8.5. There was a big remastered sticker on my copy. Leading me to believe that it has been remastered. Good job.
9. Riffs. Riiiiiiiiiffffffssssss. We want the riffs, gotta have those riffs. The guitarwork isn’t the first thing that popped out at me, but I’ve come to realize it is the glue that holds “Diver” together. As charismatic as Dio is behind the mic, without Cambell’s ballbusting axemanship we wouldn’t have a classic and a sticky mess on our hands. The rest of this review could be spent rattling off my favorite chunks of six stringing throughout, but it would be a much better bet to just go get the damn disc and hear ‘em yourself. “Straight through…” is a heavy metal guitar pleasure palace, to give but one example.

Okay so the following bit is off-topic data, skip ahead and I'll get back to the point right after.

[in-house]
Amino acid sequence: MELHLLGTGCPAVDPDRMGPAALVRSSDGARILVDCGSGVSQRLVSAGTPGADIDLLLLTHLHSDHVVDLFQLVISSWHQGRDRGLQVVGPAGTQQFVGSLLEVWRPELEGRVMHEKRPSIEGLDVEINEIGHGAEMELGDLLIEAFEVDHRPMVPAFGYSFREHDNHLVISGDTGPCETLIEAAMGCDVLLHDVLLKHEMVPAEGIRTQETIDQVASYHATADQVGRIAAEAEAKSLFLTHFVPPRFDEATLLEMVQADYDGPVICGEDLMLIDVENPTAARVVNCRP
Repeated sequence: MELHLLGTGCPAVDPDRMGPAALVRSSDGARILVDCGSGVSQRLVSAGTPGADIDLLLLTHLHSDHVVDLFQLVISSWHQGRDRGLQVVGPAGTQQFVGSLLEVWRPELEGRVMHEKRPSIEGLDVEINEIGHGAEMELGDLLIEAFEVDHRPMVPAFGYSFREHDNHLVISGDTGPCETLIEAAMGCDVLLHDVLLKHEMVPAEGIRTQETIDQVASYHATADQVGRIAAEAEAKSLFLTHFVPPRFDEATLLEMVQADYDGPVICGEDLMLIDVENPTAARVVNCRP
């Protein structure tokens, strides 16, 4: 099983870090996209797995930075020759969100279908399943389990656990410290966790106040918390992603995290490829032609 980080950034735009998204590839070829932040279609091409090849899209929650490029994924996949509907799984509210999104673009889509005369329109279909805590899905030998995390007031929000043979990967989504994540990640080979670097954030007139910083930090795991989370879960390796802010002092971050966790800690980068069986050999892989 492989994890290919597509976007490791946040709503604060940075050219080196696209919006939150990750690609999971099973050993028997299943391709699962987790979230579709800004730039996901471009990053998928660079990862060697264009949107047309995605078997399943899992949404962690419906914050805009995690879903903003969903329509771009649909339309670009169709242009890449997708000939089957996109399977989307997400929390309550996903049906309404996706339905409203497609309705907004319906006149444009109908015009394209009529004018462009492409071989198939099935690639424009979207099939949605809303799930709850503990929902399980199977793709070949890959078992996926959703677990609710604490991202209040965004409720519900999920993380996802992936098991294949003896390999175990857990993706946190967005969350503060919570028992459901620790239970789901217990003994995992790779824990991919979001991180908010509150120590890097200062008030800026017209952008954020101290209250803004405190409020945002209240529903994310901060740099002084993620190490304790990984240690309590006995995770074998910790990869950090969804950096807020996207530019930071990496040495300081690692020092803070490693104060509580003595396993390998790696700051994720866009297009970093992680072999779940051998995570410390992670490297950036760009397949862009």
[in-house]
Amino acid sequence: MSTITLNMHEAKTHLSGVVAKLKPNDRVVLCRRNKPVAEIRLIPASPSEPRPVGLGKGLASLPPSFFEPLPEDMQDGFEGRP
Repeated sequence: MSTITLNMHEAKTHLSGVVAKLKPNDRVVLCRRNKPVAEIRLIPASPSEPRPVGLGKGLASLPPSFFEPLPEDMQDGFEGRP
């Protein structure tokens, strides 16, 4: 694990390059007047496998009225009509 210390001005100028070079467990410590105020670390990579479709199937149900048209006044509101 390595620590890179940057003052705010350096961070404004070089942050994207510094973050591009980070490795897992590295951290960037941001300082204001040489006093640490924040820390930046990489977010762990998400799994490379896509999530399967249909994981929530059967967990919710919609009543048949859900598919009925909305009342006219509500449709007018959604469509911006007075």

9. Dio’s vocals were never too appealing to me, but after this I am a fucken convert. Duder belts ‘em out with the best heavy metal clean singers of all time, though Halford is clearly a league above him. I love his staccato phrasing on “Holy diver” (GET OUT!), cringe a bit at his womanly high pitch in “Don’t talk to strangers”, love his snarl in “Straight through…”, dig his epic bellows to close out “Shame on the night”. A lot of the individualistic character of these songs, and the quality of the album in general, comes from the Metal Midget’s impassioned performance time and time again. RIP man.
7. Seems pretty competent. Like every other bassist on every other album ever that is not black metal, he is given moments to show off but for the most part just keeps the backbeat beating. Sorry if this guy is your hero or inspiration for waking up in the morning or whatever.